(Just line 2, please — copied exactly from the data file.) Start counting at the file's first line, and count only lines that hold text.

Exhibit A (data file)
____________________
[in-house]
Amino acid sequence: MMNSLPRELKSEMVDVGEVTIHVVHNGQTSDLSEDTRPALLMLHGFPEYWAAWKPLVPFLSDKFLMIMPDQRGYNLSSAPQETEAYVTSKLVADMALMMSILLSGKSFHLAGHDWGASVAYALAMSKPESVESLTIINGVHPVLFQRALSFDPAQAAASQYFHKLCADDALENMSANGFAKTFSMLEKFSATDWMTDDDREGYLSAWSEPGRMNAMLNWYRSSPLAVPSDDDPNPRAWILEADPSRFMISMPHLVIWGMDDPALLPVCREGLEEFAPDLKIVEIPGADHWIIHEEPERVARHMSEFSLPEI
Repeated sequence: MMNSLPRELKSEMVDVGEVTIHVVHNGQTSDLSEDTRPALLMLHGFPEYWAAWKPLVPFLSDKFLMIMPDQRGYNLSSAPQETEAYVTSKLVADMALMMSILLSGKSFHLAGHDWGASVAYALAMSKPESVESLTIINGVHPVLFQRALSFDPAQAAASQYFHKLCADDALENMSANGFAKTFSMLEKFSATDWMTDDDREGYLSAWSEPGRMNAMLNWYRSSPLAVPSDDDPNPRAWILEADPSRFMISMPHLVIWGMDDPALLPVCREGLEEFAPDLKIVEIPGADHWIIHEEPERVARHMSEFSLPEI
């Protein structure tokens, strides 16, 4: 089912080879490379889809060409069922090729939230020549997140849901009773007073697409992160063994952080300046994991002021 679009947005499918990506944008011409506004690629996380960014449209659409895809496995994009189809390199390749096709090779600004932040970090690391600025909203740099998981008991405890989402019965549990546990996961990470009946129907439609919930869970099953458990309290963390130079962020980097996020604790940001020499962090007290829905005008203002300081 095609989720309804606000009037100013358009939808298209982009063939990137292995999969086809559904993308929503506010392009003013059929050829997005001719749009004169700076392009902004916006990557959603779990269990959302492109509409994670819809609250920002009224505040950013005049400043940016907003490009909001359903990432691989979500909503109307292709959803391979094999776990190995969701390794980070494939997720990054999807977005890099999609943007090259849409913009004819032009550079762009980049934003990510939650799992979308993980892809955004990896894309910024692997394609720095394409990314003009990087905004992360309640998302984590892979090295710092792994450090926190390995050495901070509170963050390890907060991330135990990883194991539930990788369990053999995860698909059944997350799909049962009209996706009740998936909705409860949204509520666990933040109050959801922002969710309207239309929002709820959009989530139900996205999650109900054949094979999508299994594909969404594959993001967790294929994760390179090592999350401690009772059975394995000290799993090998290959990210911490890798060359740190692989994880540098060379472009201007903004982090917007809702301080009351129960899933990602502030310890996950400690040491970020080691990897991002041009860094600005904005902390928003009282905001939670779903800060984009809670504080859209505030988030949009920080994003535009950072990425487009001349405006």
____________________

Amino acid sequence: MMNSLPRELKSEMVDVGEVTIHVVHNGQTSDLSEDTRPALLMLHGFPEYWAAWKPLVPFLSDKFLMIMPDQRGYNLSSAPQETEAYVTSKLVADMALMMSILLSGKSFHLAGHDWGASVAYALAMSKPESVESLTIINGVHPVLFQRALSFDPAQAAASQYFHKLCADDALENMSANGFAKTFSMLEKFSATDWMTDDDREGYLSAWSEPGRMNAMLNWYRSSPLAVPSDDDPNPRAWILEADPSRFMISMPHLVIWGMDDPALLPVCREGLEEFAPDLKIVEIPGADHWIIHEEPERVARHMSEFSLPEI